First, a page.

Google gearing up original YouTube programming

The Web giant will announce as early as next week that it has inked deals with several content creators, a new report claims.

Don Reisinger
Don Reisinger
Former CNET contributor Don Reisinger is a technology columnist who has covered everything from HDTVs to computers to Flowbee Haircut Systems. Besides his work with CNET, Don's work has been featured in a variety of other publications including PC World and a host of Ziff-Davis publications.
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YouTube will soon offer its own original programming, The Wall Street Journal reported today, citing anonymous sources.

According to the Journal, Google could announce original programming exclusive to YouTube as early as next week. The Journal's sources said that Google has inked deals with InterActiveCorp's Electus, News Corp., and "CSI" creator Anthony Zuiker to create content for its site. Celebrity skateboarder Tony Hawk has also reportedly signed a deal with Google.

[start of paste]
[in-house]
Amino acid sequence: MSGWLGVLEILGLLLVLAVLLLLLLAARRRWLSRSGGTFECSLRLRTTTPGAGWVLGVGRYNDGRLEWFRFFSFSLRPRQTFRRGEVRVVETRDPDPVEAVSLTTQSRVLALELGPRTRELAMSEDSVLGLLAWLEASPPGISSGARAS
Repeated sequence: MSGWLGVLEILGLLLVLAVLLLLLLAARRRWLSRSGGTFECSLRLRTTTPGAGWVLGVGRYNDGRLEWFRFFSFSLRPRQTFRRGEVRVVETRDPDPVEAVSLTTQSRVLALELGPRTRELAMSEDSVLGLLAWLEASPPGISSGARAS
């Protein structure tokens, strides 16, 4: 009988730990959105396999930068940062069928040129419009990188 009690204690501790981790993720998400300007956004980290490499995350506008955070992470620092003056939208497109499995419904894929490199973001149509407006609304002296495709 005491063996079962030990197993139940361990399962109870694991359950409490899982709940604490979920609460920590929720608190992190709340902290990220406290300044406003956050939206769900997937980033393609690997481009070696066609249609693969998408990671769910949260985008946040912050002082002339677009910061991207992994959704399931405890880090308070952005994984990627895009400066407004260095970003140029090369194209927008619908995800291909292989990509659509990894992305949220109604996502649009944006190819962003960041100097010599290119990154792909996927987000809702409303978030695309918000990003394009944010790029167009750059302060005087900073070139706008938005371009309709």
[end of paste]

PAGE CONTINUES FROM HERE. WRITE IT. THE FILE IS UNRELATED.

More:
Reports of Google trying to bring original content to YouTube first cropped up in April. At the time, the Journal reported that the company was investing $100 million in original content, and would create about 20 "premium channels" featuring 5 to 10 hours of original programming each week. At the time, a YouTube representative declined to comment on the rumor, but did say that the company is "always working on updating the site and improving the general user experience and interface."

However, all signs pointed to the possibility of Google getting into the original-content game back in March when the company announced the acquisition of Next New Networks, a video production firm that, YouTube said at the time, would work "in a hands-on way with a wide variety of content partners and emerging talent to help them succeed on YouTube."

If YouTube does, in fact, release original content, it would mark a significant shift for the site. Over the years, YouTube has relied on third-party content and has consistently said that it's not in the original-content game. But according to the Journal's sources, Google has designs on becoming a "next-generation cable provider" and has shifted its focus. Independent data released this week actually reflects a shift in consumer habits, with Internet video consumption starting to rival cable.

YouTube did not immediately respond to CNET's request for comment.